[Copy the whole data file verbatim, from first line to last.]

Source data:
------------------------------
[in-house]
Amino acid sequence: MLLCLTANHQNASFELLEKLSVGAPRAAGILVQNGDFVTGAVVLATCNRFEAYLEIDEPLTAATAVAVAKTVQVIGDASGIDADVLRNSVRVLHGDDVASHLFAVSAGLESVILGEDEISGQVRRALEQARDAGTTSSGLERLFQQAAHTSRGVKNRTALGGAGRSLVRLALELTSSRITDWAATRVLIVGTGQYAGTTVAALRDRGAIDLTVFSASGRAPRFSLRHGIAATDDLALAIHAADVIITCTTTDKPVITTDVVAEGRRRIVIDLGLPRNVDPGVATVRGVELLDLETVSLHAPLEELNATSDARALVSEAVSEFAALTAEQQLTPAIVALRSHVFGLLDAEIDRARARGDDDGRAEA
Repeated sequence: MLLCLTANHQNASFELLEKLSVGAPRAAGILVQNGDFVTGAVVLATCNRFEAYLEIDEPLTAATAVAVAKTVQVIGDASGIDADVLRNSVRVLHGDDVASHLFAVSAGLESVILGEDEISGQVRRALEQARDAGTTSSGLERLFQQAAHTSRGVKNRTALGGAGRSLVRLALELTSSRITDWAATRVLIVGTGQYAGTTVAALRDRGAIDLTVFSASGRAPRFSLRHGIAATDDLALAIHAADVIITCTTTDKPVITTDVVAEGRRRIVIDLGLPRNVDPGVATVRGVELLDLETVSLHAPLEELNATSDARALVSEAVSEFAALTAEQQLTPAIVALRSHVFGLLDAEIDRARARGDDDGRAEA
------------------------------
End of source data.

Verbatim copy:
[in-house]
Amino acid sequence: MLLCLTANHQNASFELLEKLSVGAPRAAGILVQNGDFVTGAVVLATCNRFEAYLEIDEPLTAATAVAVAKTVQVIGDASGIDADVLRNSVRVLHGDDVASHLFAVSAGLESVILGEDEISGQVRRALEQARDAGTTSSGLERLFQQAAHTSRGVKNRTALGGAGRSLVRLALELTSSRITDWAATRVLIVGTGQYAGTTVAALRDRGAIDLTVFSASGRAPRFSLRHGIAATDDLALAIHAADVIITCTTTDKPVITTDVVAEGRRRIVIDLGLPRNVDPGVATVRGVELLDLETVSLHAPLEELNATSDARALVSEAVSEFAALTAEQQLTPAIVALRSHVFGLLDAEIDRARARGDDDGRAEA
Repeated sequence: MLLCLTANHQNASFELLEKLSVGAPRAAGILVQNGDFVTGAVVLATCNRFEAYLEIDEPLTAATAVAVAKTVQVIGDASGIDADVLRNSVRVLHGDDVASHLFAVSAGLESVILGEDEISGQVRRALEQARDAGTTSSGLERLFQQAAHTSRGVKNRTALGGAGRSLVRLALELTSSRITDWAATRVLIVGTGQYAGTTVAALRDRGAIDLTVFSASGRAPRFSLRHGIAATDDLALAIHAADVIITCTTTDKPVITTDVVAEGRRRIVIDLGLPRNVDPGVATVRGVELLDLETVSLHAPLEELNATSDARALVSEAVSEFAALTAEQQLTPAIVALRSHVFGLLDAEIDRARARGDDDGRAEA